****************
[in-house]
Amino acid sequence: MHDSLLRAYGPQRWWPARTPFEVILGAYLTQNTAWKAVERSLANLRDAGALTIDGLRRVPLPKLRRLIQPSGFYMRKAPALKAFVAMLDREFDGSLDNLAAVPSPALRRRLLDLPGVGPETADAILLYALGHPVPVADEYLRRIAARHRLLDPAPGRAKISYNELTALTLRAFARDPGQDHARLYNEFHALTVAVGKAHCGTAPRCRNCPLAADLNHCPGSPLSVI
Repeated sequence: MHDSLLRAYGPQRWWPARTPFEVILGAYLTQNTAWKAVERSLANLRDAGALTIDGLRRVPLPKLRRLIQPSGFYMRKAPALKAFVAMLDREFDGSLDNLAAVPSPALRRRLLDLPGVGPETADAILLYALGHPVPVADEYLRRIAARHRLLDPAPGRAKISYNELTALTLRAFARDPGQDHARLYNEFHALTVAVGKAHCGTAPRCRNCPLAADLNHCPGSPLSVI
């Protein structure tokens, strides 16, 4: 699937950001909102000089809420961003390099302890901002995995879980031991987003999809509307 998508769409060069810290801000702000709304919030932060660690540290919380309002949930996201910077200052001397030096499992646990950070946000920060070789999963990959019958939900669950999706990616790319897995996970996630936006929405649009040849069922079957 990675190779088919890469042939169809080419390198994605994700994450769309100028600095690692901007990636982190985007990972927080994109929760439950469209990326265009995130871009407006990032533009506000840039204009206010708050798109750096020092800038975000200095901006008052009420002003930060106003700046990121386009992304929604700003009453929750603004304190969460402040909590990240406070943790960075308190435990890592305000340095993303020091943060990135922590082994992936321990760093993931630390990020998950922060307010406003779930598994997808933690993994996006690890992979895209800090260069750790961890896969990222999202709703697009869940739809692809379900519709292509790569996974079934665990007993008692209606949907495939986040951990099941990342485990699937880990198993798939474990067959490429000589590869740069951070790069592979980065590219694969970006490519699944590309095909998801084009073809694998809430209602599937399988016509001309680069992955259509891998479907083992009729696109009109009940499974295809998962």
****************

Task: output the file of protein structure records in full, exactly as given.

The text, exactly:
[in-house]
Amino acid sequence: MHDSLLRAYGPQRWWPARTPFEVILGAYLTQNTAWKAVERSLANLRDAGALTIDGLRRVPLPKLRRLIQPSGFYMRKAPALKAFVAMLDREFDGSLDNLAAVPSPALRRRLLDLPGVGPETADAILLYALGHPVPVADEYLRRIAARHRLLDPAPGRAKISYNELTALTLRAFARDPGQDHARLYNEFHALTVAVGKAHCGTAPRCRNCPLAADLNHCPGSPLSVI
Repeated sequence: MHDSLLRAYGPQRWWPARTPFEVILGAYLTQNTAWKAVERSLANLRDAGALTIDGLRRVPLPKLRRLIQPSGFYMRKAPALKAFVAMLDREFDGSLDNLAAVPSPALRRRLLDLPGVGPETADAILLYALGHPVPVADEYLRRIAARHRLLDPAPGRAKISYNELTALTLRAFARDPGQDHARLYNEFHALTVAVGKAHCGTAPRCRNCPLAADLNHCPGSPLSVI
């Protein structure tokens, strides 16, 4: 699937950001909102000089809420961003390099302890901002995995879980031991987003999809509307 998508769409060069810290801000702000709304919030932060660690540290919380309002949930996201910077200052001397030096499992646990950070946000920060070789999963990959019958939900669950999706990616790319897995996970996630936006929405649009040849069922079957 990675190779088919890469042939169809080419390198994605994700994450769309100028600095690692901007990636982190985007990972927080994109929760439950469209990326265009995130871009407006990032533009506000840039204009206010708050798109750096020092800038975000200095901006008052009420002003930060106003700046990121386009992304929604700003009453929750603004304190969460402040909590990240406070943790960075308190435990890592305000340095993303020091943060990135922590082994992936321990760093993931630390990020998950922060307010406003779930598994997808933690993994996006690890992979895209800090260069750790961890896969990222999202709703697009869940739809692809379900519709292509790569996974079934665990007993008692209606949907495939986040951990099941990342485990699937880990198993798939474990067959490429000589590869740069951070790069592979980065590219694969970006490519699944590309095909998801084009073809694998809430209602599937399988016509001309680069992955259509891998479907083992009729696109009109009940499974295809998962």